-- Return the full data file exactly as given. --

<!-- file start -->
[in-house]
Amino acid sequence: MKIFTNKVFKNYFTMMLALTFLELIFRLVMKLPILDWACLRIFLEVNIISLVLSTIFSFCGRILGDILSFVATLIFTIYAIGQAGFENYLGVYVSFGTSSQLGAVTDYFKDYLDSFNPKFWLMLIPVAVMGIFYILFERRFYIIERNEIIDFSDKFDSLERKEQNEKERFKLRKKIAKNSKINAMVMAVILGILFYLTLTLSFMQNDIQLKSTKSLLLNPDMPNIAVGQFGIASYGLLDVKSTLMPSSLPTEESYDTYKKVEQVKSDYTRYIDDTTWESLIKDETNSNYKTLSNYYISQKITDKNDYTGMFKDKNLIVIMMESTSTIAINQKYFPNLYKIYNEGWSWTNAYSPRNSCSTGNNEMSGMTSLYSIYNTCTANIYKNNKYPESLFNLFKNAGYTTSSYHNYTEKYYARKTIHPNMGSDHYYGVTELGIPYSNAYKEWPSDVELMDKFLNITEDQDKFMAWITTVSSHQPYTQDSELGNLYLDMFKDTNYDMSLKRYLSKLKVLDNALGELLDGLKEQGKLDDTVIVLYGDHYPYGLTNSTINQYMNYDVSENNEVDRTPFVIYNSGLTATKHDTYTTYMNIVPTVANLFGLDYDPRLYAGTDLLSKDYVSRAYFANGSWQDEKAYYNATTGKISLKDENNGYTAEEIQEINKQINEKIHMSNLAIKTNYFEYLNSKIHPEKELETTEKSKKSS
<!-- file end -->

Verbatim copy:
[in-house]
Amino acid sequence: MKIFTNKVFKNYFTMMLALTFLELIFRLVMKLPILDWACLRIFLEVNIISLVLSTIFSFCGRILGDILSFVATLIFTIYAIGQAGFENYLGVYVSFGTSSQLGAVTDYFKDYLDSFNPKFWLMLIPVAVMGIFYILFERRFYIIERNEIIDFSDKFDSLERKEQNEKERFKLRKKIAKNSKINAMVMAVILGILFYLTLTLSFMQNDIQLKSTKSLLLNPDMPNIAVGQFGIASYGLLDVKSTLMPSSLPTEESYDTYKKVEQVKSDYTRYIDDTTWESLIKDETNSNYKTLSNYYISQKITDKNDYTGMFKDKNLIVIMMESTSTIAINQKYFPNLYKIYNEGWSWTNAYSPRNSCSTGNNEMSGMTSLYSIYNTCTANIYKNNKYPESLFNLFKNAGYTTSSYHNYTEKYYARKTIHPNMGSDHYYGVTELGIPYSNAYKEWPSDVELMDKFLNITEDQDKFMAWITTVSSHQPYTQDSELGNLYLDMFKDTNYDMSLKRYLSKLKVLDNALGELLDGLKEQGKLDDTVIVLYGDHYPYGLTNSTINQYMNYDVSENNEVDRTPFVIYNSGLTATKHDTYTTYMNIVPTVANLFGLDYDPRLYAGTDLLSKDYVSRAYFANGSWQDEKAYYNATTGKISLKDENNGYTAEEIQEINKQINEKIHMSNLAIKTNYFEYLNSKIHPEKELETTEKSKKSS